Time for Some Media Reassessment?
As a novelist, I understand the benefit of creating conflict. Conflict between individuals makes a story exciting. Conflicting objectives can create suspense. Conflicts of values can build emotions. Every successful novel weaves a number of conflicts into an appealing tale that people pay good money to read for entertainment. But should the news media use the same techniques to grow reader or viewership audiences?
This is a question I increasingly ask. First, let me say this is not a “fake news” blog or an article to attack the news media. In principle, I think most news media outlets try to report news stories accurately in an increasingly demanding world. I cringe every time I hear a politician blame a circumstance on the media or use denigrating terms to dismiss or demean the news media.
But, as a writer, I often dissect stories to identify how the piece was structured by the wordsmiths who write and edit the news we read, hear, or watch. And, it’s clear most outlets use the novelist’s technique of creating conflict to make their stories more exciting.
Take the subject of climate change, for example. For more than a decade, the global scientific community has produced a plethora of data and evidence to prove beyond any reasonable doubt that people are creating excessive carbon dioxide which is causing the earth to warm unacceptably fast. Yet, most media stories still work in oblique references to create conflict like “critics of the study say…” or “industry leaders maintain …” or “some experts doubt…”
Now, I understand a media’s desire to remain neutral and present both sides of an opposing argument, but if the “critics” are clearly criticizing because they ‘believe’ something different without compelling evidence, should the media report their position? If ‘industry leaders’ clearly have a clear financial interest in their position, is media reporting their position for any other purpose than creating conflict? And if ‘experts’ are quoted without the media establishing the credentials of a self-proclaimed expert in the article, should we think the media has any objective other than creating conflict?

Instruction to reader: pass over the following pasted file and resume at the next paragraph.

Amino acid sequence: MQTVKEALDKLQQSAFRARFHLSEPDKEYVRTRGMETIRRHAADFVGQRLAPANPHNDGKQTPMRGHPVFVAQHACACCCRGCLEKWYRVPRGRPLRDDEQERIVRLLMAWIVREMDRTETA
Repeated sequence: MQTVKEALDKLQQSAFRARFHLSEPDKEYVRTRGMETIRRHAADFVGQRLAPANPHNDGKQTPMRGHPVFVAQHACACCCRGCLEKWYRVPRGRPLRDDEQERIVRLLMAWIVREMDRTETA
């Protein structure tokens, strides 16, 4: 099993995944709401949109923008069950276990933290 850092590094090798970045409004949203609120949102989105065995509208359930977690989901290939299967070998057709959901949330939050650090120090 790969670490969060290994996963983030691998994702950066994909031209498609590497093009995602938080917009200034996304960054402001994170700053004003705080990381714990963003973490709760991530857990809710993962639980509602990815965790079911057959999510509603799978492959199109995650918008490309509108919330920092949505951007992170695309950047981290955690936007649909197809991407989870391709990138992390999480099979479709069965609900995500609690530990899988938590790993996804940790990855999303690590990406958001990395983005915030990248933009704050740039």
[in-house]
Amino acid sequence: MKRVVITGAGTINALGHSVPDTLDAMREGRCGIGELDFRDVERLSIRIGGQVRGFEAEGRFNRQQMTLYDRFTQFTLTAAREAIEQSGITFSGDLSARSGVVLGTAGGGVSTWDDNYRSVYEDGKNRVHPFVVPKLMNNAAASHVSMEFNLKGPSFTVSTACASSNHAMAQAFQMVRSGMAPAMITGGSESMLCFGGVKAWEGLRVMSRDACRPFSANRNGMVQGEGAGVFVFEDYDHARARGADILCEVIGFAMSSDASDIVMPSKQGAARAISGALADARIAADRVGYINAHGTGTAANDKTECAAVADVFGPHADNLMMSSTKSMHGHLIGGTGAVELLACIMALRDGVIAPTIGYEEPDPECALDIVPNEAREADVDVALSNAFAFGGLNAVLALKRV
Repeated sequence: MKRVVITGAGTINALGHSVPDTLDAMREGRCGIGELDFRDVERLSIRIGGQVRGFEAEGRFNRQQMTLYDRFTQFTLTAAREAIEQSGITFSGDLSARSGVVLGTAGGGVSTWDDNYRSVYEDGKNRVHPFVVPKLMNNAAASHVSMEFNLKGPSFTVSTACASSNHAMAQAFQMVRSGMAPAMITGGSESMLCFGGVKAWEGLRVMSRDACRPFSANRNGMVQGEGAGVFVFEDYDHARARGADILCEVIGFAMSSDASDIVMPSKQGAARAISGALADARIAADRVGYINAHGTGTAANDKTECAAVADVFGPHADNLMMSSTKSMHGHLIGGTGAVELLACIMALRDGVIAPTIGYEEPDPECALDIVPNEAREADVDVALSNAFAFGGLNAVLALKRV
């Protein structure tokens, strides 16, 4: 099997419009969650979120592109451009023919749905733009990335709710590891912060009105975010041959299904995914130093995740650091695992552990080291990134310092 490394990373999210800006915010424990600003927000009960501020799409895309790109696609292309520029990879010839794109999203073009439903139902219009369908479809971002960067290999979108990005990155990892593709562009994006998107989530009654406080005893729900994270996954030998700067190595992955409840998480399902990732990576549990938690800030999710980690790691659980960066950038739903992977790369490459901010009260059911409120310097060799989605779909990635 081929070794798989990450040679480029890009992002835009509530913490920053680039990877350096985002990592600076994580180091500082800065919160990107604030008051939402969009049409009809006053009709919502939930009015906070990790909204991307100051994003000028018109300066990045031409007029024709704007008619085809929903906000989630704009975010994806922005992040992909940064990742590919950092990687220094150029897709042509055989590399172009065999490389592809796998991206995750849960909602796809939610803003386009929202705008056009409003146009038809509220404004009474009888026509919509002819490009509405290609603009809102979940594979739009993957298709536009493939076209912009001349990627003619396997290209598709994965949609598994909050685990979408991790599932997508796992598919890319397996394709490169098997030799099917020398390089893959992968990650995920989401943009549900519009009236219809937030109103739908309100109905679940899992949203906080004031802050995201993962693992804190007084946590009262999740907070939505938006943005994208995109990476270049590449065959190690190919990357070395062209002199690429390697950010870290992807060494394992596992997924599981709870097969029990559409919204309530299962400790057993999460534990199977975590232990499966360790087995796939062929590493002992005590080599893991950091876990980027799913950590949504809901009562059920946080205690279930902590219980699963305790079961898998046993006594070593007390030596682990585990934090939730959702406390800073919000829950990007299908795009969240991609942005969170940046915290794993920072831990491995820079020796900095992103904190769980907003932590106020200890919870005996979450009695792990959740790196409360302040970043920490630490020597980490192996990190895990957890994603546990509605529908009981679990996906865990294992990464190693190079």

Look too at the attention given daily to outright lies repeatedly uttered by the president of the United States. When a media outlet knows a politician is making a demonstrably false statement, why report it? What purpose is served other than creation of a conflict where it will then become necessary for someone to counter the false statement and become the opposition in a conflict?
News media might argue a need for balance, and when there are merely opposing points of view, I would agree. But facts are facts. If a statement is factually incorrect, it’s not a point of view, it’s a lie. And why would any news outlet knowingly publish a lie if not to create conflict and controversy?
There are occasions when news media outlets must take a stand to retain their credibility. One of those is the current climate crisis. Science tells us this subject is existential. Humankind’s very future depends on how quickly we can stabilize rising temperatures. In my view, news media outlets would much better serve their audience and humanity by eliminating the conflict of ideology from stories and focus on the only real conflict – people vs. carbon dioxide.
Equally, I think the news media would much better serve its audience and the promotion of civil discourse by simply ignoring comments made by politicians who are serial liars or who seek to destroy accepted values with innuendo or demonstrably false accusations.
The news media around the world has many challenges and is under immense pressure. But I think elimination of the “create a conflict” strategy would be a great place to start rehabilitating its image and winning back its audience. Now that’s my point of view. What’s yours?
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